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CHEST IMAGE
Year : 2017  |  Volume : 5  |  Issue : 1  |  Page : 60-61

Saber-sheath trachea


1 Department of Pulmonary Medicine, Medical College, Kolkata, India
2 Department of Pulmonary Medicine, Murshidabad Medical College, Murshidabad, West Bengal, India

Date of Web Publication29-Dec-2016

Correspondence Address:
Sibes K Das
Department of Pulmonary Medicine, Medical College, Kolkata
India
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Source of Support: None, Conflict of Interest: None


DOI: 10.4103/2320-8775.196661

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How to cite this article:
Das SK, Das A, Sarkar S, Samanta H. Saber-sheath trachea. J Assoc Chest Physicians 2017;5:60-1

How to cite this URL:
Das SK, Das A, Sarkar S, Samanta H. Saber-sheath trachea. J Assoc Chest Physicians [serial online] 2017 [cited 2017 May 23];5:60-1. Available from: http://www.jacpjournal.org/text.asp?2017/5/1/60/196661

A 55-year-old man, a known case of chronic obstructive pulmonary disease (COPD), was admitted with nonsevere exacerbation. He was treated with controlled oxygen, intravenous coamoxyclav, nebulization with salbutamol, and oral prednisolone. His chest radiograph showed evidence of hyperinflation along with intrathoracic narrowing of trachea [Figure 1]. High-resolution computed tomography (HRCT) scan of thorax showed presence of multiple bullae, evidence of emphysema, and reduction of coronal diameter and increase of sagittal diameter of intrathoracic trachea suggestive of saber-sheath trachea [Figure 2].
Figure 1: Chest X-ray PA view showing narrowing of intrathoracic trachea along with evidence of hyperinflation

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Figure 2: HRCT scan of thorax showing saber-sheath trachea along with multiple bullae and emphysema

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Saber-sheath trachea is a fixed deformity of the intrathoracic trachea, which is characterized by reduction in coronal diameter associated with an increase in sagittal diameter, as conventionally measured 1 cm above the aortic arch. The extrathoracic trachea is normal. It is considered to be present when tracheal index, i.e., ratio of coronal to sagittal diameter is <0.50.[1] It is considered as diagnostic of COPD.[2] The sensitivity of this sign is above 90% but the specificity is below 40%.[3] It is thought to be because of increased intrathoracic pressure as a result of hyperinflation, chronic injury, and softening of tracheal cartilage secondary to chronic cough. Saber-sheath trachea is generally evident after the age of 50 years. It is unlikely to contribute significantly to airflow obstruction. Saber-sheath trachea may provide a clue to the presence of COPD when other radiological signs are absent.[4] In computed tomography (CT), there is inward displacement of the lateral portions of the tracheal wall and tracheal cartilage with side-to-side narrowing of the tracheal lumen. The tracheal wall usually is of normal thickness. During forced expiration, CT demonstrates further inward bowing of the tracheal walls in many patients.[5]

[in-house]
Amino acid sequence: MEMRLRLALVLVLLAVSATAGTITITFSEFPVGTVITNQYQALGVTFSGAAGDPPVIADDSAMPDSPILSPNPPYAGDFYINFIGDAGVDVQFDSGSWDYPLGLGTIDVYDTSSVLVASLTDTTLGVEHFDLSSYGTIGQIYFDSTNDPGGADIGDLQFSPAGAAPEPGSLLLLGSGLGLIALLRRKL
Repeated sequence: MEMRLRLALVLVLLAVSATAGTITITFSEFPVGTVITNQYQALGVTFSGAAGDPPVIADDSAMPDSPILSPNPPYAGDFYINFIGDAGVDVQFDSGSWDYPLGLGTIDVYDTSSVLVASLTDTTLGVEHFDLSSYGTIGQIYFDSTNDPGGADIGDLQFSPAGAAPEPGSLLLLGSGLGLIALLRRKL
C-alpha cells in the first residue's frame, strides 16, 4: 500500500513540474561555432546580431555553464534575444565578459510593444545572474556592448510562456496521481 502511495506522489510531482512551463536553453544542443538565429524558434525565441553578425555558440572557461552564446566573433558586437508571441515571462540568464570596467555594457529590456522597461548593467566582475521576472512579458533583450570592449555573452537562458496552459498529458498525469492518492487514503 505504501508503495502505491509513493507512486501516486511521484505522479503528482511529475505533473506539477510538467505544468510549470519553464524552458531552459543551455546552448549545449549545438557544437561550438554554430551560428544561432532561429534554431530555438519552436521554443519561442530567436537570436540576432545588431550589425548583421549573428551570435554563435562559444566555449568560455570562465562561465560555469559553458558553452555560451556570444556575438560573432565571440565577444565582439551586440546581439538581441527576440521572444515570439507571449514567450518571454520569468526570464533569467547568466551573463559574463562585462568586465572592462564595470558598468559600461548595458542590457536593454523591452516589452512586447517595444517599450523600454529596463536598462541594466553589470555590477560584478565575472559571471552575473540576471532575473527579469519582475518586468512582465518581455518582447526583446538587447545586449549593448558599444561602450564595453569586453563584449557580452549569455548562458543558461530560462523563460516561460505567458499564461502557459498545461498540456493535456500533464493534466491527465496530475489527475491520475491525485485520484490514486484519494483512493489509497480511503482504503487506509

Saber-sheath trachea is correlated with functional severity, being more common in global initiative for chronic obstructive lung disease (GOLD) stages III and IV.[6] Chest radiography is considered as good as CT scan in detecting this deformity. Saber-sheath trachea is considered a fixed tracheal deformity, as the tracheal index does not change over time.

As chest radiograph is routinely performed in the evaluation of patients with COPD, we recommend performing a careful assessment of intrathoracic trachea, which can provide the physician with important clues to the presence of COPD, specially in the presence of otherwise negative or nonspecific radiological findings.

Financial support and sponsorship

Nil.

Conflicts of interest

There are no conflicts of interest.

 
  References Top

1.
Marom EM, Goodman PC, McAdam HP. Diffuse abnormalities of the trachea and main bronchi. AJR Am J Roentgenol 2001;176:713-7.  Back to cited text no. 1
    
2.
Green R. “Saber-sheath” trachea: Relation to chronic obstructive pulmonary disease. AJR Am J Roentgenol 1978;130:441-5.  Back to cited text no. 2
    
3.
Tsao TC, Shieh WB. Intrathoracic tracheal dimensions and shape changes in chronic obstructive pulmonary disease. J Formos Med Assoc 1994;93:30-4.  Back to cited text no. 3
    
4.
Fraser RS, Muller NL, Colman N, Pare PD, editors. Fraser and Pare’s diagnosis of the diseases of the chest. 4th ed, vol III. Philadelphia: WB Saunders; 1999. pp. 2168-263.  Back to cited text no. 4
    
5.
Webb EM, Elicker BM, Webb WR. Using CT to diagnose nonneoplastic tracheal abnormalities: Appearance of the tracheal wall. AJR Am J Roentgenol 2000;174:1315-21.  Back to cited text no. 5
    
6.
Ciccarese F, Poerio A, Stagni S, Attinà D, Fasano L, Carbonara P et al. Saber-sheath trachea as a marker of severe airflow obstruction in chronic obstructive pulmonary disease. Radiol Med 2014;119:90-6.  Back to cited text no. 6
    


    Figures

  [Figure 1], [Figure 2]



 

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